Back to Kraus-Nadeau, the nine-time Atlantic Coast Conference champion was inducted into Wake Forest’s Hall of Fame last fall. She has also been named as one of the A.C.C.’s top 50 cross-country and track athletes over the past 50 years.
    While she’s spending this year taking care of her and her husband Bill’s 1-year-old daughter, Josephine, Kraus-Nadeau, who lives in Madison, Conn., said she was happy to have been offered a coaching job at the Hopkins School in New Haven last fall. Two of her runners placed one-two in the Foot Locker regional’s cross-country freshman race.
    Asked if Samuelson had served as an inspiration for her when she was growing up, she said “Absolutely. . . . I read a book of hers — it’s still in print and is equally applicable to elite runners and joggers — when I was in high school, and at a camp I went to when I was in college, I loved to hear the cool stories one of her former coaches told about her. When I heard she was coming here for the first time, three years ago, I was in awe.”
    As for Samuelson, one of her goals this past weekend was to go sailing with Amanda Clark, which apparently she did, along with Brantley, who, before he got into running at the age of 13, was a sailor.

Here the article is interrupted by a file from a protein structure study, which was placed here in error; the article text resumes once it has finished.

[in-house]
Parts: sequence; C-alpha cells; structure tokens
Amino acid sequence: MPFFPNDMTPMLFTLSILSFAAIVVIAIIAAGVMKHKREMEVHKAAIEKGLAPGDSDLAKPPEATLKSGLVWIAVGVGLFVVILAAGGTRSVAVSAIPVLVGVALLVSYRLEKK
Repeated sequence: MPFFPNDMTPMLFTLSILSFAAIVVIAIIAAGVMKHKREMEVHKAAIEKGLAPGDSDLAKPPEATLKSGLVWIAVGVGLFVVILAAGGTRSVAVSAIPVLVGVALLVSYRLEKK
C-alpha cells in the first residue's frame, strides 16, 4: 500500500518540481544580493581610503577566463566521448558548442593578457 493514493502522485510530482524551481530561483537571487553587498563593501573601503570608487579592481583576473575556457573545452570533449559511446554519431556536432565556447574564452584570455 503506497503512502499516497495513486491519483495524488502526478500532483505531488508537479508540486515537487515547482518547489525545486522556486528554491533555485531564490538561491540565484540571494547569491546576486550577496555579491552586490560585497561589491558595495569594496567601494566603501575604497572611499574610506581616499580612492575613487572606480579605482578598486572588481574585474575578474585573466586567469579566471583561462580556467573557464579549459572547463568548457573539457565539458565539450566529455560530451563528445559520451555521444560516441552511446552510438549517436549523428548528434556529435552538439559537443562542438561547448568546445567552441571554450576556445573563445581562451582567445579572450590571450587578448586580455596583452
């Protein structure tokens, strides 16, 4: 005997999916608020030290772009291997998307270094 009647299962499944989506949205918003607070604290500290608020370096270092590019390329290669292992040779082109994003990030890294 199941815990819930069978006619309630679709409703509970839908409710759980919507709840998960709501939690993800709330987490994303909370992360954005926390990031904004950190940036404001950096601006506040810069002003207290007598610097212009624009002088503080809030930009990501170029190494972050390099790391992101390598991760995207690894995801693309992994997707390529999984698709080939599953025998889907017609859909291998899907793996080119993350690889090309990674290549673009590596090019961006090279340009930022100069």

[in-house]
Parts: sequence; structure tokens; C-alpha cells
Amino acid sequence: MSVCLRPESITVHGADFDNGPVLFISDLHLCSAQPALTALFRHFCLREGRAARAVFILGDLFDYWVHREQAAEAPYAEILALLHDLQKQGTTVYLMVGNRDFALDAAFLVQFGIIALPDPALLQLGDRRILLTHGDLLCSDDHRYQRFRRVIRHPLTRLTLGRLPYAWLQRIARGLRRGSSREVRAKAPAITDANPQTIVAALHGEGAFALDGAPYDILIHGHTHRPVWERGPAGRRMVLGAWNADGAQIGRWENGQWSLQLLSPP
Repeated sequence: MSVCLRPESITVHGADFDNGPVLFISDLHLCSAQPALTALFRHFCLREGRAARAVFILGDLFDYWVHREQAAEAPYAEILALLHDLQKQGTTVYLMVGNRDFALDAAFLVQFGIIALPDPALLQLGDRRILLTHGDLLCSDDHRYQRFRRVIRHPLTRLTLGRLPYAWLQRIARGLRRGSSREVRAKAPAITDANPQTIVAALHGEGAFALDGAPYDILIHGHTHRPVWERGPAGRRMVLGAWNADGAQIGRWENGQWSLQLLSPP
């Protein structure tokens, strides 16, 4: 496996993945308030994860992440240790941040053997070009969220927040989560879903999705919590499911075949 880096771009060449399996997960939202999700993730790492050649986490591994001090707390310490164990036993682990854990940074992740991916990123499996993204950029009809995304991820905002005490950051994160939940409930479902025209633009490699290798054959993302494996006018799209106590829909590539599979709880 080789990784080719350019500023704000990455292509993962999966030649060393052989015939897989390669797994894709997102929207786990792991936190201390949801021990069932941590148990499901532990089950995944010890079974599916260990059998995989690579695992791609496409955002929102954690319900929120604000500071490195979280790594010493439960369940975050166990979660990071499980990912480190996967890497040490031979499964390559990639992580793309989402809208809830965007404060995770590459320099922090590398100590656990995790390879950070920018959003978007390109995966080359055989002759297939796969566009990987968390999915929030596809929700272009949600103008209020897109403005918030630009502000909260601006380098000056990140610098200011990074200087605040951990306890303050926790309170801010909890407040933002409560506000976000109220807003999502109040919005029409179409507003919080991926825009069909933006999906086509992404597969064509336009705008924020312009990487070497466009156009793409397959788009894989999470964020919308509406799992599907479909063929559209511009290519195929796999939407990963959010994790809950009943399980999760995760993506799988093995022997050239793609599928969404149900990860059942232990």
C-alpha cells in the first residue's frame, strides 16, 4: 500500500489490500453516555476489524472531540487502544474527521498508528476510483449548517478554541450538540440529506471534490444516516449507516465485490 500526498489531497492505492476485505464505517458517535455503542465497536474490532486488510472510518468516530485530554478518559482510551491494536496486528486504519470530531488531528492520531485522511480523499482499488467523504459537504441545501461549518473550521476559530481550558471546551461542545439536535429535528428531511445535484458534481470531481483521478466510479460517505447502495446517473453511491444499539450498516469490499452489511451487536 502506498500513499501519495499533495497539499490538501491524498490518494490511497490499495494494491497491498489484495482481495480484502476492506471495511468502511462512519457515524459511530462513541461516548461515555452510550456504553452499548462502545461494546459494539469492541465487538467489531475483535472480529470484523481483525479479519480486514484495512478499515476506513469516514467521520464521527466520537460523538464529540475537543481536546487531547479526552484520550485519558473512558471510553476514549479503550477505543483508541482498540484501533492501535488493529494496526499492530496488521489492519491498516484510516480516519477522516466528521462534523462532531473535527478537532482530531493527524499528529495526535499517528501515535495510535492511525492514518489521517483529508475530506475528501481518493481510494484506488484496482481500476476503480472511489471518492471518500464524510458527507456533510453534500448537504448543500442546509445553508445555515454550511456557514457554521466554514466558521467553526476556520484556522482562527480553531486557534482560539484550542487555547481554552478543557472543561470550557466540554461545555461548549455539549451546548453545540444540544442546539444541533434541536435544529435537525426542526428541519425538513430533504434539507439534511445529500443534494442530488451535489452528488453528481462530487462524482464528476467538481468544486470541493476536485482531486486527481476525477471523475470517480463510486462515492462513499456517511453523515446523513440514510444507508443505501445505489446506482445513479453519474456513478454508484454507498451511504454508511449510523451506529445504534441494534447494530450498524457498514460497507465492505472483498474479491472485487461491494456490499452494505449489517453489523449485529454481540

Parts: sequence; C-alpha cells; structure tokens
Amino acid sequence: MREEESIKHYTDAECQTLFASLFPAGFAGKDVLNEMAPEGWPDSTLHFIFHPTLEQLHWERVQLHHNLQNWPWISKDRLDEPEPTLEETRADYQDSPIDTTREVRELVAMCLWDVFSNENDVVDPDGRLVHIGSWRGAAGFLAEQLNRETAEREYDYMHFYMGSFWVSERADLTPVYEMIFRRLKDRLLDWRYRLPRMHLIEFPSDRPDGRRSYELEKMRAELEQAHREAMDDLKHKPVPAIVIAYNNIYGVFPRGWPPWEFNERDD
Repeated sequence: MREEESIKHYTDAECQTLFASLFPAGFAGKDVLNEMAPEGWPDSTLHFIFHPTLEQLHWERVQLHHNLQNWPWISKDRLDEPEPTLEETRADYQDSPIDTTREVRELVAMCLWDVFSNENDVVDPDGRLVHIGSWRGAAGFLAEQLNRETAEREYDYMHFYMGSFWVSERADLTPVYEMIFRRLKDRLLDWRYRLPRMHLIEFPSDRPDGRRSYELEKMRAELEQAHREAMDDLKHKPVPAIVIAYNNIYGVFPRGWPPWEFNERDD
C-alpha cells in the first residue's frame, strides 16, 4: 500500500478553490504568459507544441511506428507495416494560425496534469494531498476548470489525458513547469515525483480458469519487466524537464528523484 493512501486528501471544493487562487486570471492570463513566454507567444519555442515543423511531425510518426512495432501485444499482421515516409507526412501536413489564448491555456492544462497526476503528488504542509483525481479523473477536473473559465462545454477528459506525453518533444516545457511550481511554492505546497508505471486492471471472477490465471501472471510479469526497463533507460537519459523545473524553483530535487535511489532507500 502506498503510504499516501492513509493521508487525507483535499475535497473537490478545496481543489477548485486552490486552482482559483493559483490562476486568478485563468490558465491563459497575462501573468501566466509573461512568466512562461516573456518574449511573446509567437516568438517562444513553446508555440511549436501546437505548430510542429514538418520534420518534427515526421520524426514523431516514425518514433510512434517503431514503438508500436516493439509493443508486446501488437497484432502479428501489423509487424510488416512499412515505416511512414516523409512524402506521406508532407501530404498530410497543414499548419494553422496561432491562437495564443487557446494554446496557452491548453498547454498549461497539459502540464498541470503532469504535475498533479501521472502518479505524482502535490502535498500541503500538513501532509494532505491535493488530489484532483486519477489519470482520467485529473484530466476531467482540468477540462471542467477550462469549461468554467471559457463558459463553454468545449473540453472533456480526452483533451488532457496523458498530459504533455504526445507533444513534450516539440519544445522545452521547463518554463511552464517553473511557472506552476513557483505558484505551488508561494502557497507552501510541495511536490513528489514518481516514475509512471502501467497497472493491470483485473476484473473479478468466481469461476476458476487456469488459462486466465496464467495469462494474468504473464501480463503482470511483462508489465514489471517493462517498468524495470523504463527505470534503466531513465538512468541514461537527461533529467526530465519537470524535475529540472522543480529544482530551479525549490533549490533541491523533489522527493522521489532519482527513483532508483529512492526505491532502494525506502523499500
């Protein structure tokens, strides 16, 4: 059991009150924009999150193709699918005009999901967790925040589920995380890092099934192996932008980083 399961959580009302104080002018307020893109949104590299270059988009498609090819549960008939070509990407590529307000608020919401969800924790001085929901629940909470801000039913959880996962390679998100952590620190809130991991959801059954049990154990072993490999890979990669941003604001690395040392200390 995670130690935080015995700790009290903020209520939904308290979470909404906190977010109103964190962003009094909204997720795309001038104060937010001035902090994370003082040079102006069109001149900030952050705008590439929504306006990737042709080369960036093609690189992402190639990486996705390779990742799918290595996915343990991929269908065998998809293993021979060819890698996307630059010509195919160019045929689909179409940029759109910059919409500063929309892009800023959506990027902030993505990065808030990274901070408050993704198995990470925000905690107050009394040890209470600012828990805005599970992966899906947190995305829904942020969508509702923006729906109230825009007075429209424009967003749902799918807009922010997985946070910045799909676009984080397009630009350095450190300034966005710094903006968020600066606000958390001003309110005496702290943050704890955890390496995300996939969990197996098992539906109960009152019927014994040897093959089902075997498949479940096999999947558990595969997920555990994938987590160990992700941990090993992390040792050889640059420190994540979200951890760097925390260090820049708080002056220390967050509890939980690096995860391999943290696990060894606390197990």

The last mile of the 6.2-mile race was dedicated before the race as “Joey’s Mile,” in honor of the late 1st Lt. Joseph Theinert, who was killed June 4, 2010, by an explosive device while on patrol in Kandahar, Afghanistan.
    Shelter Island school children lined that final mile with American flags. During pre-race remarks, Lieutenant Theinert’s mother, Chrys Kestler, thanked them and the community that had supported her family “since day one of Joe’s death.”
    She asked the runners to remember all the servicemen and women, past and present, with a prayer as they ran that mile. “There’s so much more we need to do for them,” she said.
    Shorter, in a separate conversation, seconded that. “I think it’s wonderful­ . . . any way that we can show appreciation for what our military does to preserve our way of life should be done. That’s why we’re free.”
    The camaraderie of Shelter Island, which Adipietro said was palpable that day, will continue at the Olympic track and field trials in Eugene, Ore., in the coming two weeks. Cliff Clark, John Kenney, Shorter, Gubbins, and Samuelson will be among the spectators. In addition, Samuelson will be part of a Title IX celebration, leading fellow female Olympians in a 9K run in Eugene and at the Los Angeles Coliseum, the site of her 1984 victory in the first women’s marathon ever held.



With Reporting by Carrie Ann Salvi